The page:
Literacy as a Civil Right
In Stuart Greene’s edited volume Literacy as a Civil Right: Reclaiming Social Justice in Literacy Teaching and Learning, the authors explore and envision alternatives to structural inequalities in the American educational system that distribute knowledge and opportunity unequally. This seminar takes up these questions at the college level, asking how understanding literacy as a civil right for college students might inform questions of access, intelligence, and deservingness at American universities.
The first half of this seminar, then, will provide an introduction to literacy studies, moving from the autonomous theorists and new literacy studies to more recent materialist critiques of new literacy studies. In the second half of this seminar, we will apply our knowledge of literacy studies to the central question of the course: How does understanding literacy as a civil right complicate our own beliefs about access to higher learning and college composition?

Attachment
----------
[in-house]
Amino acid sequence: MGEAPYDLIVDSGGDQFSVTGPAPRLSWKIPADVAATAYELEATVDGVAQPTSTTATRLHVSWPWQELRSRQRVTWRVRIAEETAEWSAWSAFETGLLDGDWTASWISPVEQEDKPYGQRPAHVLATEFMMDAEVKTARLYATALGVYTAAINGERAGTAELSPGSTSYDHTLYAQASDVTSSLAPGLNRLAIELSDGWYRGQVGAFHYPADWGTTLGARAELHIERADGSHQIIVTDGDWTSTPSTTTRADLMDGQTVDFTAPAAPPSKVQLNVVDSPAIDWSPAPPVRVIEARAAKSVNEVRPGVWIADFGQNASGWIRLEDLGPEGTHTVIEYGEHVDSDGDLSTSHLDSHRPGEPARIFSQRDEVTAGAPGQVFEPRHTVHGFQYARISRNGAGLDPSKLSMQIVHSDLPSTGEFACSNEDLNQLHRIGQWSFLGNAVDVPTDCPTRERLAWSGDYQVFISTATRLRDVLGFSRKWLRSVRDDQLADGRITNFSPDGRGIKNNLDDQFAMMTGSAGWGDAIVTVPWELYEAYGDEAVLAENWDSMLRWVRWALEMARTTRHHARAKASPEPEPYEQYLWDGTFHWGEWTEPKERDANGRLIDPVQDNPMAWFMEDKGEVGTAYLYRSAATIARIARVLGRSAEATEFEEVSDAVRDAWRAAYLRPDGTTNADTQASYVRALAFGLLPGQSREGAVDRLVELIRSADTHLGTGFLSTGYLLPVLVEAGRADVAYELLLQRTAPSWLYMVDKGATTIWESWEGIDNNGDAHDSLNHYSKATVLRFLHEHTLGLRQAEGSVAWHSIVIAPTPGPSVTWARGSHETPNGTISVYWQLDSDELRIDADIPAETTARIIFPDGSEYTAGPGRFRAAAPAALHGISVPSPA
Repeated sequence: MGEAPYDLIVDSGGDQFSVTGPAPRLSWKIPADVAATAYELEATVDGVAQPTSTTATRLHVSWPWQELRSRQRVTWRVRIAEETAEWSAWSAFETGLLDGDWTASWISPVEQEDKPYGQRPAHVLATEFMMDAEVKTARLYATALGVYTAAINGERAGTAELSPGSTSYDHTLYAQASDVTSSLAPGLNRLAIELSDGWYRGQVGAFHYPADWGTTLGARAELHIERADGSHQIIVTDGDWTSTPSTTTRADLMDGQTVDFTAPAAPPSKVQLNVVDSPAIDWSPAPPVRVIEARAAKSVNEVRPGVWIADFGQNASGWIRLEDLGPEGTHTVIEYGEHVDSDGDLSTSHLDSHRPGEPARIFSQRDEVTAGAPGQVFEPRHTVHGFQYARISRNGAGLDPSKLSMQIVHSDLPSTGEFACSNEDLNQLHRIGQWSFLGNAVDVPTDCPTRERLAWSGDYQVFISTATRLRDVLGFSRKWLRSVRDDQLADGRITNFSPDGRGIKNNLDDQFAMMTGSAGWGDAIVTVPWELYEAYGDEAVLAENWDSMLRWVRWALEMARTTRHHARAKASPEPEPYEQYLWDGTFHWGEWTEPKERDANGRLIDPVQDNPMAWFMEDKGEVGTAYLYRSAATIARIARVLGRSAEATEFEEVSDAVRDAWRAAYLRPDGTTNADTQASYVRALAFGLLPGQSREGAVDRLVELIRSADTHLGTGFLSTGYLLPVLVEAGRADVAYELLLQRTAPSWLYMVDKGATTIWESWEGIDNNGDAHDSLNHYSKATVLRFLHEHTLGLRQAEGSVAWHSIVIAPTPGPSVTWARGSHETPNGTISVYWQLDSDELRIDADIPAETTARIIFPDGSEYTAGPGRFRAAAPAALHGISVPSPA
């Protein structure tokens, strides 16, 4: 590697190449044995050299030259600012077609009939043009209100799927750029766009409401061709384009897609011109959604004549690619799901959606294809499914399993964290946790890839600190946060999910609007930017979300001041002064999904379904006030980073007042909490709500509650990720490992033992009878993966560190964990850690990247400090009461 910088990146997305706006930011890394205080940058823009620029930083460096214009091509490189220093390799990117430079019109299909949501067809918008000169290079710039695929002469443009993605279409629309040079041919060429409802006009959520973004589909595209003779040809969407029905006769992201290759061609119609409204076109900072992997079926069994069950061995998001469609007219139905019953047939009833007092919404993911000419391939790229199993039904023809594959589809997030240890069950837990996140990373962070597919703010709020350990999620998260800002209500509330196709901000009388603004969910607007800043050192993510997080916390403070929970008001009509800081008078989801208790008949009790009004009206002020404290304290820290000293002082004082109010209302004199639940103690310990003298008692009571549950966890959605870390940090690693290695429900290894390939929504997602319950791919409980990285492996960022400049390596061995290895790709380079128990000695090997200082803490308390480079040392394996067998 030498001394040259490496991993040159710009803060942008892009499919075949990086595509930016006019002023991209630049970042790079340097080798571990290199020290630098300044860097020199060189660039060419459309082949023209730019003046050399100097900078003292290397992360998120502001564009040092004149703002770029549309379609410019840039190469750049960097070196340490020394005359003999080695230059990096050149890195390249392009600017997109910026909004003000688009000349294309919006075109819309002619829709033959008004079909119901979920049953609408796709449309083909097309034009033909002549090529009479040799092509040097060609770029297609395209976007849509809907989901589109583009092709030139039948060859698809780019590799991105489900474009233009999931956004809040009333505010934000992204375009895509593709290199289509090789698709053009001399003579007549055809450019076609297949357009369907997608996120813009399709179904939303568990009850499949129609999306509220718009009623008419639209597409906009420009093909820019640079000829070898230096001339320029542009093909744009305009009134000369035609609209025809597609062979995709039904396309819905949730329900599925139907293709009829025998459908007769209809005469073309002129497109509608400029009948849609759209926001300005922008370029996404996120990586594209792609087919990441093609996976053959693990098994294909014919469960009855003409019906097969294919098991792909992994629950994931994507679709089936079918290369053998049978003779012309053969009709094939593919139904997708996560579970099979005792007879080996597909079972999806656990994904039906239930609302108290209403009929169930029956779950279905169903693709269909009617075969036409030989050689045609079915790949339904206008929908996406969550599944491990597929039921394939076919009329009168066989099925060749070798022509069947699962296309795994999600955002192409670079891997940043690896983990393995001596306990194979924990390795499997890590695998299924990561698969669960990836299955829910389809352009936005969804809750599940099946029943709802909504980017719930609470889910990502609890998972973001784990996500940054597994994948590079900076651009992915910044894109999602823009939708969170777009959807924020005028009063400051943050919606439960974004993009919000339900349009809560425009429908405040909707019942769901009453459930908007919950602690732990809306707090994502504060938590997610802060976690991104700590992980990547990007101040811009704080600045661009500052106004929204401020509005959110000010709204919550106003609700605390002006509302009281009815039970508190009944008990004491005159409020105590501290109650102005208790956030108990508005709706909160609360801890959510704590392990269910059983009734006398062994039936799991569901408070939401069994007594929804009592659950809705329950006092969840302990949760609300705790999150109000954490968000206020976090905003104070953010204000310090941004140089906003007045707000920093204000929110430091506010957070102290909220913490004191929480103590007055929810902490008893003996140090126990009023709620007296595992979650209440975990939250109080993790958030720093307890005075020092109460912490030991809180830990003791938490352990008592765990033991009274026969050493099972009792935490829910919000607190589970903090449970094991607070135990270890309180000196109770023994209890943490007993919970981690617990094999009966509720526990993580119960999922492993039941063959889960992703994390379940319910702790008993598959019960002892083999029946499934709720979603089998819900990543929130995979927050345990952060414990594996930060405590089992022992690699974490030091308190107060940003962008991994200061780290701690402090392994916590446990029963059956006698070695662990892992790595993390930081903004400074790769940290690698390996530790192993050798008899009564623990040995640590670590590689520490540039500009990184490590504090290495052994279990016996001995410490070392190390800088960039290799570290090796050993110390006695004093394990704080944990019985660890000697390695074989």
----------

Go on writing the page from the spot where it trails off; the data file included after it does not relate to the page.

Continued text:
Specifically, this course will address the following questions:
What is literacy? What does literacy do?
What counts as literacy?
What does it mean for literacy to be understood as a civil right?
What does the principle of literacy as a civil right offer the study of composition and rhetoric?